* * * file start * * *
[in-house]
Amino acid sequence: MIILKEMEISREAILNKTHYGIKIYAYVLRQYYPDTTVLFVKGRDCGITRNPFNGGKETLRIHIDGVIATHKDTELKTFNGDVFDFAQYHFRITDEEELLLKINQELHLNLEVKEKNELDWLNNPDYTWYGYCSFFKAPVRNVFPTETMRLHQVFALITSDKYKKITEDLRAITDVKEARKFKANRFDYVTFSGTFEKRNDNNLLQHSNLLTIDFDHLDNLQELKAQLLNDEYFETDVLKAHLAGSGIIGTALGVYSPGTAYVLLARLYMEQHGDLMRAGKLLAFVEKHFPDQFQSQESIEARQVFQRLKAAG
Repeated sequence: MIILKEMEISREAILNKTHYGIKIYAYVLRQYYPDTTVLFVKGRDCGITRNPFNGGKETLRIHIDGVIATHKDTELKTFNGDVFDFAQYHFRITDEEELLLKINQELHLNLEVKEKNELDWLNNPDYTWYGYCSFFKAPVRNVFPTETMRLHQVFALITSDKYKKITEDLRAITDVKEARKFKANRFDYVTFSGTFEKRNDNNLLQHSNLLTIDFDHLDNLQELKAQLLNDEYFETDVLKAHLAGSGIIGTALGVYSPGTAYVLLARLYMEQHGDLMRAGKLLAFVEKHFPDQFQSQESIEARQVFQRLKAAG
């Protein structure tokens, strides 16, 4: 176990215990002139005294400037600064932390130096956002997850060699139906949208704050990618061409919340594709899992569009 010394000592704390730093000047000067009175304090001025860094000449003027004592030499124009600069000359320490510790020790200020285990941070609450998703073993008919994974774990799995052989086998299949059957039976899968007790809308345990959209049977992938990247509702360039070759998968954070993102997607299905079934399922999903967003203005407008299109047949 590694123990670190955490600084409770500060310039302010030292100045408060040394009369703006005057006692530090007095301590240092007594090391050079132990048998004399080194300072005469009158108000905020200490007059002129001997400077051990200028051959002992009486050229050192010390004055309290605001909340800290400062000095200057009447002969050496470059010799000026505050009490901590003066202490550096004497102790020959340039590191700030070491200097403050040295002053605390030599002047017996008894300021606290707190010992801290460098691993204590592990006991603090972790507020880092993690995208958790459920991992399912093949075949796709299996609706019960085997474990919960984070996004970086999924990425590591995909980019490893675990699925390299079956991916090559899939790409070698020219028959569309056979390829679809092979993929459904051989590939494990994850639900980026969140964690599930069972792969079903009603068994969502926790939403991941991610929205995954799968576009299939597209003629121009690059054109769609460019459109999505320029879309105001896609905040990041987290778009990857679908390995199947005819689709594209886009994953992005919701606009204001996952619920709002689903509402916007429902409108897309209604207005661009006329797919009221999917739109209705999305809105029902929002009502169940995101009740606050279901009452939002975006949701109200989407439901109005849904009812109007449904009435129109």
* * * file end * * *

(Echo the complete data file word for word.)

[in-house]
Amino acid sequence: MIILKEMEISREAILNKTHYGIKIYAYVLRQYYPDTTVLFVKGRDCGITRNPFNGGKETLRIHIDGVIATHKDTELKTFNGDVFDFAQYHFRITDEEELLLKINQELHLNLEVKEKNELDWLNNPDYTWYGYCSFFKAPVRNVFPTETMRLHQVFALITSDKYKKITEDLRAITDVKEARKFKANRFDYVTFSGTFEKRNDNNLLQHSNLLTIDFDHLDNLQELKAQLLNDEYFETDVLKAHLAGSGIIGTALGVYSPGTAYVLLARLYMEQHGDLMRAGKLLAFVEKHFPDQFQSQESIEARQVFQRLKAAG
Repeated sequence: MIILKEMEISREAILNKTHYGIKIYAYVLRQYYPDTTVLFVKGRDCGITRNPFNGGKETLRIHIDGVIATHKDTELKTFNGDVFDFAQYHFRITDEEELLLKINQELHLNLEVKEKNELDWLNNPDYTWYGYCSFFKAPVRNVFPTETMRLHQVFALITSDKYKKITEDLRAITDVKEARKFKANRFDYVTFSGTFEKRNDNNLLQHSNLLTIDFDHLDNLQELKAQLLNDEYFETDVLKAHLAGSGIIGTALGVYSPGTAYVLLARLYMEQHGDLMRAGKLLAFVEKHFPDQFQSQESIEARQVFQRLKAAG
């Protein structure tokens, strides 16, 4: 176990215990002139005294400037600064932390130096956002997850060699139906949208704050990618061409919340594709899992569009 010394000592704390730093000047000067009175304090001025860094000449003027004592030499124009600069000359320490510790020790200020285990941070609450998703073993008919994974774990799995052989086998299949059957039976899968007790809308345990959209049977992938990247509702360039070759998968954070993102997607299905079934399922999903967003203005407008299109047949 590694123990670190955490600084409770500060310039302010030292100045408060040394009369703006005057006692530090007095301590240092007594090391050079132990048998004399080194300072005469009158108000905020200490007059002129001997400077051990200028051959002992009486050229050192010390004055309290605001909340800290400062000095200057009447002969050496470059010799000026505050009490901590003066202490550096004497102790020959340039590191700030070491200097403050040295002053605390030599002047017996008894300021606290707190010992801290460098691993204590592990006991603090972790507020880092993690995208958790459920991992399912093949075949796709299996609706019960085997474990919960984070996004970086999924990425590591995909980019490893675990699925390299079956991916090559899939790409070698020219028959569309056979390829679809092979993929459904051989590939494990994850639900980026969140964690599930069972792969079903009603068994969502926790939403991941991610929205995954799968576009299939597209003629121009690059054109769609460019459109999505320029879309105001896609905040990041987290778009990857679908390995199947005819689709594209886009994953992005919701606009204001996952619920709002689903509402916007429902409108897309209604207005661009006329797919009221999917739109209705999305809105029902929002009502169940995101009740606050279901009452939002975006949701109200989407439901109005849904009812109007449904009435129109």